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Security researchers have managed to launch an attack on Linux computers by targeting a physical weakness in some types of DDR memory chips, Ars Technica reports.
The technique was published on Google’s Project Zero website by Mark Seaborn, and elevates the system rights of untrusted users of Intel compatible computers running Linux by reversing bits of data stored in DDR3 chip modules.
It builds on research from last year that revealed ‘bit flipping’ (repeatedly accessing small regions of memory) could allow an attacker to change the value of content stored in computer memory. The researchers found that this could then be used to change administrator privileges on a target PC.
Tech Radar reports that the exploit affects newer versions of DDR3 memory, which can are open to the vulnerability “thanks to the shrinking size of silicon that makes it easier to trigger electronic interaction between neighboring cells.”
While it sounds like a particularly concerning attack, given it targets hardware rather than software, the nature of the hack means it is quite difficult to pull off in the real world. For starters, it is only known to work locally, meaning remote attacks are out.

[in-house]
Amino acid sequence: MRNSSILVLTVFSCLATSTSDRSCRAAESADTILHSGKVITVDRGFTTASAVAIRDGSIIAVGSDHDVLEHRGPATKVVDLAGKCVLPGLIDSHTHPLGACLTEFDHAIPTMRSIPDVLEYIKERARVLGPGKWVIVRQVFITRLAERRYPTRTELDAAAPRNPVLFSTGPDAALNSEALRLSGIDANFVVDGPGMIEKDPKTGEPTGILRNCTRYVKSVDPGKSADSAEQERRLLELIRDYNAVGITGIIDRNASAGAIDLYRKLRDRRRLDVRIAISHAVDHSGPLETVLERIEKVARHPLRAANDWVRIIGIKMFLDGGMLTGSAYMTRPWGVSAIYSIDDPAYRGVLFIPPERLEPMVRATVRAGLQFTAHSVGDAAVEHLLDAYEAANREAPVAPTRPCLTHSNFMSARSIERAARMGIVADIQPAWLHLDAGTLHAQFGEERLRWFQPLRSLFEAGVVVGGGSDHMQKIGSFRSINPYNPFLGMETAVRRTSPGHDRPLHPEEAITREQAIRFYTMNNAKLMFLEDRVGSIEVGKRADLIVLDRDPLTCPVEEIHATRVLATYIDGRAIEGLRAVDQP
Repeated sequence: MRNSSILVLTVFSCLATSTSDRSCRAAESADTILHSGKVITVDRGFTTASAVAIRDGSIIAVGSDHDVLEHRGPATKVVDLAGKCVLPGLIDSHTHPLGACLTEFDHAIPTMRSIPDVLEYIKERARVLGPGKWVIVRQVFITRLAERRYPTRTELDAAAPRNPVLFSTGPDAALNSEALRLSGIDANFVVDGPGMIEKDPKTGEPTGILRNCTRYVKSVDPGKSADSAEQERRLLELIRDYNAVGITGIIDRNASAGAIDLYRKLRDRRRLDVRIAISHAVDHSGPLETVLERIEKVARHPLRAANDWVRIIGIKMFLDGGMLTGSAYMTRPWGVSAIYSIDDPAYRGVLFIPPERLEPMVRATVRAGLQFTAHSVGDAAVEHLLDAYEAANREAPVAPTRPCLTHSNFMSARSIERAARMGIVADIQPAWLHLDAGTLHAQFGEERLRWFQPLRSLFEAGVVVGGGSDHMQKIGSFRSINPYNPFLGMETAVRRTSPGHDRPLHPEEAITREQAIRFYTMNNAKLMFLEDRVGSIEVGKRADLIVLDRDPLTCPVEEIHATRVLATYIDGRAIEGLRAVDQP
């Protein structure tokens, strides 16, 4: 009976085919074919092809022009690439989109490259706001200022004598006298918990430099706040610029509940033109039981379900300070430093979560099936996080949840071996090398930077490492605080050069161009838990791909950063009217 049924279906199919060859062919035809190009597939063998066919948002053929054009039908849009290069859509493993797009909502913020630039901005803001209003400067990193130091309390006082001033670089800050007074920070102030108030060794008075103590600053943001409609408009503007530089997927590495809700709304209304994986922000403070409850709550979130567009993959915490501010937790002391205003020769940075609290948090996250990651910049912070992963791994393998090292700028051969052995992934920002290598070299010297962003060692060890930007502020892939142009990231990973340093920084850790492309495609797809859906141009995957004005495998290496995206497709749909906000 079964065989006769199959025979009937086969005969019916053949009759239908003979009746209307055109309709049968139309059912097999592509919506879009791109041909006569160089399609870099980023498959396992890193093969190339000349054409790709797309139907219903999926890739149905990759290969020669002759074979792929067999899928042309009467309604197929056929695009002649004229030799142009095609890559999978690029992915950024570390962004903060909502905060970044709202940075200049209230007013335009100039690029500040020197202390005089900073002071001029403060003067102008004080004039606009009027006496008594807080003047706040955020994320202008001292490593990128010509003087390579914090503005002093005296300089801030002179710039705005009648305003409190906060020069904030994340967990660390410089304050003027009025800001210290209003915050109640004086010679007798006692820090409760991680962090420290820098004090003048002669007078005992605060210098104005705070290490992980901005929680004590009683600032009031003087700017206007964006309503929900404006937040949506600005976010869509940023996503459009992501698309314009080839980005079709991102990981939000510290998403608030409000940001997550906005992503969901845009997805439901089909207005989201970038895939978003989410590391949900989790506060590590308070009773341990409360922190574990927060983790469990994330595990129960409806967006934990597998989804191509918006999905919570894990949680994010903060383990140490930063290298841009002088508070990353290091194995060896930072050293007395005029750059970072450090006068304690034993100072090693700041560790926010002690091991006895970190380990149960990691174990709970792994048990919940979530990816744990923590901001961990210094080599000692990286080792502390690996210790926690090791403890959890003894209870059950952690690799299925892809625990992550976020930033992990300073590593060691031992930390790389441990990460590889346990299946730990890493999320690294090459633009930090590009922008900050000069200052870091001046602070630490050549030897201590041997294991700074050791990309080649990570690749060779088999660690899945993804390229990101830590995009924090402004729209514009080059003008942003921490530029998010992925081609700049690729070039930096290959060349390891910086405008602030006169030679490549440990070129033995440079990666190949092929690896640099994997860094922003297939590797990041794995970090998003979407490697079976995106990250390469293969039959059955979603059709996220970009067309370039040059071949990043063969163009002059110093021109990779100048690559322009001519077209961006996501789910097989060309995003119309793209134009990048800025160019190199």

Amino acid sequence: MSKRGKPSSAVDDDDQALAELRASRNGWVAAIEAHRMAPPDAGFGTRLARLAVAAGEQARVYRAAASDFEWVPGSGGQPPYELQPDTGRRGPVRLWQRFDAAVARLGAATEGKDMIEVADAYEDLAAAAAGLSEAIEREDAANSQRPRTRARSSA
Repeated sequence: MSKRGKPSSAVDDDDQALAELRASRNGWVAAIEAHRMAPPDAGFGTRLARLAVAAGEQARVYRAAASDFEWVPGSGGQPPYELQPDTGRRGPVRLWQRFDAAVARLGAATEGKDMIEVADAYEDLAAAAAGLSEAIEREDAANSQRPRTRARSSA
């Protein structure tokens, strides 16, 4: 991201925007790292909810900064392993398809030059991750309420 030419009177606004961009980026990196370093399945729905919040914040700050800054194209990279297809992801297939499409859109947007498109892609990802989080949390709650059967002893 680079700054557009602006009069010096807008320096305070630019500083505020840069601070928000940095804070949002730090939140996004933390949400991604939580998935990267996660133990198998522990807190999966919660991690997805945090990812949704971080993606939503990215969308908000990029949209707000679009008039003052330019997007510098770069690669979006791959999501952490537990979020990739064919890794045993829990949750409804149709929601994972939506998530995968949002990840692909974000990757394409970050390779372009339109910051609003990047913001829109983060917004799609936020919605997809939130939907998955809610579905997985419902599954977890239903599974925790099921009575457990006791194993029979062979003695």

Secondly, the bitflipping technique used by researchers only works on memory without error correction – a fairly common feature. This may explain why 14 of the 29 laptops sampled held strong against the attack.
Despite this, Seaborn concluded the research with a plea to memory hardware manufacturers to treat the discovery in the same way software vendors would, on being informed of a vulnerability: “Though the industry is less accustomed to hardware bugs than to software bugs, we would like to encourage hardware vendors to take the same approach: thoroughly analyse the security impact of ‘reliability’ issues, provide explanations of impact, offer mitigation strategies and — when possible — supply firmware or BIOS updates,” he wrote.
“Such discussion will lead to more secure hardware, which will benefit all users.”
The researchers did not mention any specific models of computer or memory in the post, but in a written statement to Wired, a Google spokesperson claimed that the company is “working closely with hardware manufactures to help mitigate the issue.”
Author Alan Martin, ESET